A 501(c)3 is type of incorporation that is used to set up a charitable corporation. A charitable company is a type of company that is set up with the intention of providing a service to the community, rather than making a profit. Incorporating a company makes it a legal entity, responsible for its actions in the community. This is important, as it removes a great deal of the responsibility from the person who is starting the company. If you start a 501(c)3 company, you want the legal liability for possible damages to be the responsibility of the 501(c)3 corporation so that your personal possessions are safe from creditors.
Rules for forming a 501(c)3 corporation vary across every state, so legal and financial advice should be sought before using a 501(c)3 incorporation. Costs for forming a 501(c)3 corporation vary with the size of the corporation, increasing with the size of the organization. The 501(c)3 designation is a reference to the section in the Internal Revenue Code that deals with charitable corporations. This is a very dry document, which may explain why such an unwieldy and unimaginative name is used for this type of organization.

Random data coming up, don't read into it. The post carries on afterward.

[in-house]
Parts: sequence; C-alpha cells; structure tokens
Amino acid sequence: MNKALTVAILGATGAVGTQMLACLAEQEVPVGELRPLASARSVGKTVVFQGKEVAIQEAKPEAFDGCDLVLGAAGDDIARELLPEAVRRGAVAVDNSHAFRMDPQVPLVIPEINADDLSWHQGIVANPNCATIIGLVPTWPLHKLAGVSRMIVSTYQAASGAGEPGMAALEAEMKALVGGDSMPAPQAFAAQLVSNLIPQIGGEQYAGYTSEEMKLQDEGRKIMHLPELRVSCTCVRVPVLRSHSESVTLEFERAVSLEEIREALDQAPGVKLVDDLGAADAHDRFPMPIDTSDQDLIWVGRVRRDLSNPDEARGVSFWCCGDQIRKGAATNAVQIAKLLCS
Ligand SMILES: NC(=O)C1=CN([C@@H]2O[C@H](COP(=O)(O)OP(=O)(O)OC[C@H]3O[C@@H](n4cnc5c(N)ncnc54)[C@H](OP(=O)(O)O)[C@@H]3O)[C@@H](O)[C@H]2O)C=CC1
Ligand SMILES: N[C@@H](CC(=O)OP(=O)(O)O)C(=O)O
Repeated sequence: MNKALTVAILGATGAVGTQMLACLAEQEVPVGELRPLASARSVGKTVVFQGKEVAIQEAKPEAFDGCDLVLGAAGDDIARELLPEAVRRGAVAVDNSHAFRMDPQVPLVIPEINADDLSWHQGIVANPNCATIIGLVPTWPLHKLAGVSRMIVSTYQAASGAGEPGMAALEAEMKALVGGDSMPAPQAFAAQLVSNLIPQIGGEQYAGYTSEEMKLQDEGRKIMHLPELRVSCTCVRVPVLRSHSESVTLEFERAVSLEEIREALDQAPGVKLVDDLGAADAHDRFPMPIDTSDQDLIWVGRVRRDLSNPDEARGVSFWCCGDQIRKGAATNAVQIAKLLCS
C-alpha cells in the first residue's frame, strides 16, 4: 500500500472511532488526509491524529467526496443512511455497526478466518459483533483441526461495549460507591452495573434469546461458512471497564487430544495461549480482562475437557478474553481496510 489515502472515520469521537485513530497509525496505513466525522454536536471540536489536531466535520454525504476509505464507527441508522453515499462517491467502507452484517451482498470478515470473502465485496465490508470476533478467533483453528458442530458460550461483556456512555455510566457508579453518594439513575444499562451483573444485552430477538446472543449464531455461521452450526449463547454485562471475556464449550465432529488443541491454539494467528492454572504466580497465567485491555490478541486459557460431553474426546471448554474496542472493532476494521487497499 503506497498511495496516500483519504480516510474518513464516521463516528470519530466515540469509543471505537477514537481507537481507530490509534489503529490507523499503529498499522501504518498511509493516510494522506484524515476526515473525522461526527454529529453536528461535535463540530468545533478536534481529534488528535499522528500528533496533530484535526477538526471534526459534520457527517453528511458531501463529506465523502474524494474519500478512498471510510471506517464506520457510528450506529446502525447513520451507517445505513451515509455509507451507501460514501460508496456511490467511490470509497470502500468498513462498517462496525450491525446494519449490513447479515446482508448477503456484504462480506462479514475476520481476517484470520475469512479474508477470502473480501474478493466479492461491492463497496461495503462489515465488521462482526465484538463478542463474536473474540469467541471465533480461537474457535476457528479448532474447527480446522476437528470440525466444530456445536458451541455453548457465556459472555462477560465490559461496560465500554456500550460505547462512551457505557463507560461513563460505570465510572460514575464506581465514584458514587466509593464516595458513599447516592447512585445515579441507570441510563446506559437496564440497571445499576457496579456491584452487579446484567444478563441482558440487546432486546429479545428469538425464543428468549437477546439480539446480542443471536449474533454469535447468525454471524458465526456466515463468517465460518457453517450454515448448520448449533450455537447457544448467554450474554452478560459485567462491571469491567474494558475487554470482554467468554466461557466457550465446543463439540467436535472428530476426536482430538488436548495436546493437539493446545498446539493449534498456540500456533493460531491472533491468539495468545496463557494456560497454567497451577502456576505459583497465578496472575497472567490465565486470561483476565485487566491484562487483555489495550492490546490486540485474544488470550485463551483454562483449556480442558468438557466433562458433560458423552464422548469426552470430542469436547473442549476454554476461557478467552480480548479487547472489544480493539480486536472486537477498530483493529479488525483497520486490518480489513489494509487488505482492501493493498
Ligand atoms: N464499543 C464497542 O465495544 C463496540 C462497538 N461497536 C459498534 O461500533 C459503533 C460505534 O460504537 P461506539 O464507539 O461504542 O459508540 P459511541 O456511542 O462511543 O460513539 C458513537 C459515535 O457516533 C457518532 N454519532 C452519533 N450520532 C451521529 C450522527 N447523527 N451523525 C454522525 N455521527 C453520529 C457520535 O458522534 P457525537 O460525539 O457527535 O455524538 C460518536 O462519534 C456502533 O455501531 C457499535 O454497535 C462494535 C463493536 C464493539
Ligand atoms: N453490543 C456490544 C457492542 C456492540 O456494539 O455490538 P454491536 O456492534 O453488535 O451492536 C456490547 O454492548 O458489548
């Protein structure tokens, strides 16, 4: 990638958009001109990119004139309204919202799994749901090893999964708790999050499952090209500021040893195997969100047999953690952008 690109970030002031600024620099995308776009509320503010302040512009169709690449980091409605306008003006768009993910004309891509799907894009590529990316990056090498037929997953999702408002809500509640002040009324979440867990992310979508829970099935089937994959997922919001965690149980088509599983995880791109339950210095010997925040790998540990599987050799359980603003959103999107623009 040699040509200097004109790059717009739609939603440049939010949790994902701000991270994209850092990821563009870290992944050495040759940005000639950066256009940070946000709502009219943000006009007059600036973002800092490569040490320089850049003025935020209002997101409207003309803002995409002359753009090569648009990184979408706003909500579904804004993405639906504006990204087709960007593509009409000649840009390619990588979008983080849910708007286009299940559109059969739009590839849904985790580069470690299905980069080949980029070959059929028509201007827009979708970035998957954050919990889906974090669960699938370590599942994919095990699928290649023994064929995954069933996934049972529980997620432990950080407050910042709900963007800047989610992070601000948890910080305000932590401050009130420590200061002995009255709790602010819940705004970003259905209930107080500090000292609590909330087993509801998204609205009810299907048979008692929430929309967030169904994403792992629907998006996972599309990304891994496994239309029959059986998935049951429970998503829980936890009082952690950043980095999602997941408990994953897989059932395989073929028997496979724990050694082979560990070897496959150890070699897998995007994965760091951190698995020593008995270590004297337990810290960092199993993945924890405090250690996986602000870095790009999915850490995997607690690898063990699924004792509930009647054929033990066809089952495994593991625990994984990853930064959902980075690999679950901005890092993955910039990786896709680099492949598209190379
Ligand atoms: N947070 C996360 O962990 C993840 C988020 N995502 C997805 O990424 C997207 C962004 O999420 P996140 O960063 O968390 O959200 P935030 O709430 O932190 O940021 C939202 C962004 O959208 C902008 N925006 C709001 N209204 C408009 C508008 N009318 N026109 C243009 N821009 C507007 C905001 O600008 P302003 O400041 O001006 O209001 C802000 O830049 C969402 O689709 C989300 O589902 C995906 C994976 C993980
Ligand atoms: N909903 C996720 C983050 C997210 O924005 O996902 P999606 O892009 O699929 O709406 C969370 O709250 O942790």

501(c)3 corporations are exempt from paying income tax. In return for this exemption status, a 501(c)3 corporation may not take part in election campaigns in an attempt to cause one candidate to be elected in preference over another. 501(c)3 corporations are also prohibited from providing any monetary or material benefit to the principle or principles running the organization. These restrictions are for the entire life of the organization.
A corporation is either a 501(c)3 organization or it is not. It cannot change its function. If the organization ceases to be a nonprofit charitable organization, than the organization must be dissolved.
501(c)3 corporations are an important means to allow individuals to set up organizations with the intention of the betterment of the community at large, without undue risk to personal wealth. 501(c)3 corporations also allow charitable organizations to grow to a sufficiently large size that they are able to cause significant change. In effect, the organization can grow beyond the individual who started the organization, and even outlive him or her.